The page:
Jesus’ zinger: His body is the temple

3 mins read
Cleansing of the Temple
Painting of Jesus Cleansing the Temple by Giovanni Antonio Fumiani. Adobe Stock

John tells this story quite differently. Matthew, Mark and Luke place Jesus’ fracas, his cleansing of the Temple, at the end of his earthly ministry. John places it at the beginning. As you would assume, there has long been scholarly debate about this; and if you further assumed that not much has come of that debate, you’d be right.

Were there two incidents? Is John’s chronology more accurate? Or do the synoptic Gospels have it right, not John? Fortunately, these questions need not bother us. They will simply have to remain until that time when there will be no more questions. There is much mysteriousness in the Scripture like this. And it’s a beautiful thing too, and I wouldn’t wish it cleared up this side of heaven at all. For it keeps us disciples; we can’t help but be humble before the truth. Set aside then complications such as the kind that rightly occupy scholars and look simply at what John is trying to say in telling the story the way he does.

Jesus makes a whip of cords to drive out the money changers. Perhaps he’s bothered simply by the sight of commerce in the temple. Maybe he thinks people are cheating each other; not here, but in the other Gospels, Jesus calls the place a “den of thieves” (Mt 21:13; Mk 11:17; Lk 19:46). Maybe Jesus is angry about injustice. Or maybe John is making a more spiritual point, a prophetic point. Maybe John is reminding us of the end of Zechariah — “that day” when all will be consummated in Jerusalem. “No longer will there be merchants in the house of the LORD of hosts on that day” (Zec 14:21). Maybe John is telling us that this is more than an instance of activism, that it’s prophecy.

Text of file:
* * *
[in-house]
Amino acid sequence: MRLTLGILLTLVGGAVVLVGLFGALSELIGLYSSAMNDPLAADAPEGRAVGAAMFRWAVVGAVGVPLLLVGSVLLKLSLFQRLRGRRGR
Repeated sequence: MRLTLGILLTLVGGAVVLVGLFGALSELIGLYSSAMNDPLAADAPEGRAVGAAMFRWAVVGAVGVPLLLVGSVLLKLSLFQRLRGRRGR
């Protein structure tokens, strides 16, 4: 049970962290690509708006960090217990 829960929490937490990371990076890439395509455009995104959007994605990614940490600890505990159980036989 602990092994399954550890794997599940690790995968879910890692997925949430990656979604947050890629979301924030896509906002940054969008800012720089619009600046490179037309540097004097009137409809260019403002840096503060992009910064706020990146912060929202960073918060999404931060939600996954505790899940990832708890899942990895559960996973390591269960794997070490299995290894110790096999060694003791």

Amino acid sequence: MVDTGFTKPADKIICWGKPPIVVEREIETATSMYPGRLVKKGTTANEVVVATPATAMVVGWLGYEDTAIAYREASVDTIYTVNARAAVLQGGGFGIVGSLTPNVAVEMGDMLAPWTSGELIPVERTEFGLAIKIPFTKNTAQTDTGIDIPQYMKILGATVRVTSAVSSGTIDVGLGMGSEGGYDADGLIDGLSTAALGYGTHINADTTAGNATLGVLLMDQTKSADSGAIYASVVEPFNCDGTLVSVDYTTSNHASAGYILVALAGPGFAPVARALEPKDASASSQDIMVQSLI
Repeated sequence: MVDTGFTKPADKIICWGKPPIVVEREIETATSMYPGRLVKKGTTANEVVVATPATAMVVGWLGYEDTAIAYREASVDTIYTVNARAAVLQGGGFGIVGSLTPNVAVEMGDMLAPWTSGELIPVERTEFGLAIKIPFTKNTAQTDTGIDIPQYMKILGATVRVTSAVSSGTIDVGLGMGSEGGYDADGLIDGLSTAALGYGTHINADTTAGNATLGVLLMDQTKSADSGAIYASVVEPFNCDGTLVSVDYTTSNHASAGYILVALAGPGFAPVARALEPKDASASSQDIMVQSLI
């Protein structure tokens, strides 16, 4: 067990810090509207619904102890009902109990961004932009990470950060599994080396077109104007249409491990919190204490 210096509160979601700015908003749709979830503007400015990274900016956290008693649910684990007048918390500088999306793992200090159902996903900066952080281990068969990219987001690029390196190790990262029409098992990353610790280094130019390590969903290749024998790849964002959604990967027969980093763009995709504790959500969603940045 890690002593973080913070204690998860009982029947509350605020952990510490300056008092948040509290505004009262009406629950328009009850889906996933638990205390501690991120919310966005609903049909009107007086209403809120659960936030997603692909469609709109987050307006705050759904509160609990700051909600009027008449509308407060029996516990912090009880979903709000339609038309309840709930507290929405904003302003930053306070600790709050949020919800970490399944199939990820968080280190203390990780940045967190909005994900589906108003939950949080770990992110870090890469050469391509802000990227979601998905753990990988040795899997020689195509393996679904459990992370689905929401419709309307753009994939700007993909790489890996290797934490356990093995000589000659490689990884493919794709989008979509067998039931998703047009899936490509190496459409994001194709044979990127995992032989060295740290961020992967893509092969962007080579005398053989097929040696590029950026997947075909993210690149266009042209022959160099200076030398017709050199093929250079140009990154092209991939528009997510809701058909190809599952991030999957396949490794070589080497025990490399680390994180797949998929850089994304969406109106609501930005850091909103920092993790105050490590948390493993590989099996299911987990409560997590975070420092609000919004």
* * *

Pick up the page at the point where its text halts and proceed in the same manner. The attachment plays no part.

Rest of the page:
I think that’s closer to John’s meaning. Jesus calls it “my Father’s house.” Transcending whatever may be perfectly normal or corrupt about selling sacrificial animals and exchanging the monies necessary to do that, John’s more profound yet simpler point is that the Son of the Father has come into his temple. The messiah has come.

March 3 – Third Sunday of Lent

Ex 20:1-17

Ps 19:8, 9, 10, 11

1 Cor 1:22-25

Jn 2:13-25

But, as we see throughout John’s Gospel, prophetic fulfillment is not completely predictable. God doesn’t go exactly according to our reading of the script. “What sign can you show us for doing this?” Jesus is asked. Prophecy is fulfilled in an utterly surprising manner. Expectations are foiled; you’ll never guess what this messiah will do. “Destroy this temple and in three days I will raise it up.”

Taking the discussion deeper

Here we see Jesus do something he’ll do with Nicodemus and in Capernaum: He takes the discussion deeper, beyond the materially ordinary. Jesus gets symbolic and mystical. He’s talking in a way that will only be intelligible in the light of Easter. The disciples will only understand what Jesus is saying later, after the resurrection, that he’s talking about the temple that is his body. Only later will they understand that he was talking about the temple that would welcome us — his body, the Church, the temple in which we dwell in the Spirit.

And so, what are we to make of this? What does it mean for us? Well, if Jesus’ body is the temple, the Word in whom the Father’s glory dwells, and if that body is now also the Church, then the temple of the true God, the God of Israel, is not far from us (cf. Jn 1:14; Eph 1:22-23).

He is very close, as near as the nearest altar or as near as your nearest sisters and brothers in Christ. Not some random historical conflict, this event is a prophecy of our origin as the Church, the beginning of our inclusion into the people of Israel. This story invites us to see our Church, our parish or community differently. It reminds us to see ourselves spiritually — as one body, one resurrected temple of the body of Jesus.

One final note: don’t overlook the haunting end of this passage where John tells us that although “many began to believe in his name,” Jesus nonetheless “did not trust himself to them.”

One could more literally read that Jesus “did not believe their belief.” That is, they saw Jesus and were impressed, but the quality of their belief was itself not impressive. Haunting, as I said, and we don’t have time to explore it. At the very least, however, it underlines the spiritual depth that our belief in Jesus should have. If we’re going to understand anything Jesus says, our belief can’t be superficial. It must be real and spiritual. We must be able to understand with faith when Jesus talks about the temple and his body and his body and bread and so on. There is no room for half-belief. Jesus should believe our belief. This is why Lent is such a merciful thing. It allows us to strengthen belief.

Father Joshua J. Whitfield

Father Joshua J. Whitfield is pastor of St. Rita Catholic Community in Dallas and author of “The Crisis of Bad Preaching” (Ave Maria Press, $17.95) and other books.